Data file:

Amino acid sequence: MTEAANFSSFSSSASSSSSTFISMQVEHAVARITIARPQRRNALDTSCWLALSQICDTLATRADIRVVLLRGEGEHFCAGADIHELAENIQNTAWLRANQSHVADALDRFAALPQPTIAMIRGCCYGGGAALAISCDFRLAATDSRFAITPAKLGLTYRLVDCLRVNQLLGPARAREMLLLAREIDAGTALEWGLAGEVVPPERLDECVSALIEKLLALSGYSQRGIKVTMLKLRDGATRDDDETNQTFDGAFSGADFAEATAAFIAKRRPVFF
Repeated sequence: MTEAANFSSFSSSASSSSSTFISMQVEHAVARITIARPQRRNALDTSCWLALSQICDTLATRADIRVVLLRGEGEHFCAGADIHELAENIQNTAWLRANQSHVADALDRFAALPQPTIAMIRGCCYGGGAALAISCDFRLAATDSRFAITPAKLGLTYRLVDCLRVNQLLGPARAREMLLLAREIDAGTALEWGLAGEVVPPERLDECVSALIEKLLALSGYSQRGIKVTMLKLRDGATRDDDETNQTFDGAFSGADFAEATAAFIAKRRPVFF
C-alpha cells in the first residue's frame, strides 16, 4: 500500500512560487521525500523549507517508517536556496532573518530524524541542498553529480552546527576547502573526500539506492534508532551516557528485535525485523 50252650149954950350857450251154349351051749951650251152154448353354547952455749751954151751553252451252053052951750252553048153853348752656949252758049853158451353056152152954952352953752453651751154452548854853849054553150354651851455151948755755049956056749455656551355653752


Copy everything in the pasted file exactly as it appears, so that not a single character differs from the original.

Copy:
Amino acid sequence: MTEAANFSSFSSSASSSSSTFISMQVEHAVARITIARPQRRNALDTSCWLALSQICDTLATRADIRVVLLRGEGEHFCAGADIHELAENIQNTAWLRANQSHVADALDRFAALPQPTIAMIRGCCYGGGAALAISCDFRLAATDSRFAITPAKLGLTYRLVDCLRVNQLLGPARAREMLLLAREIDAGTALEWGLAGEVVPPERLDECVSALIEKLLALSGYSQRGIKVTMLKLRDGATRDDDETNQTFDGAFSGADFAEATAAFIAKRRPVFF
Repeated sequence: MTEAANFSSFSSSASSSSSTFISMQVEHAVARITIARPQRRNALDTSCWLALSQICDTLATRADIRVVLLRGEGEHFCAGADIHELAENIQNTAWLRANQSHVADALDRFAALPQPTIAMIRGCCYGGGAALAISCDFRLAATDSRFAITPAKLGLTYRLVDCLRVNQLLGPARAREMLLLAREIDAGTALEWGLAGEVVPPERLDECVSALIEKLLALSGYSQRGIKVTMLKLRDGATRDDDETNQTFDGAFSGADFAEATAAFIAKRRPVFF
C-alpha cells in the first residue's frame, strides 16, 4: 500500500512560487521525500523549507517508517536556496532573518530524524541542498553529480552546527576547502573526500539506492534508532551516557528485535525485523 50252650149954950350857450251154349351051749951650251152154448353354547952455749751954151751553252451252053052951750252553048153853348752656949252758049853158451353056152152954952352953752453651751154452548854853849054553150354651851455151948755755049956056749455656551355653752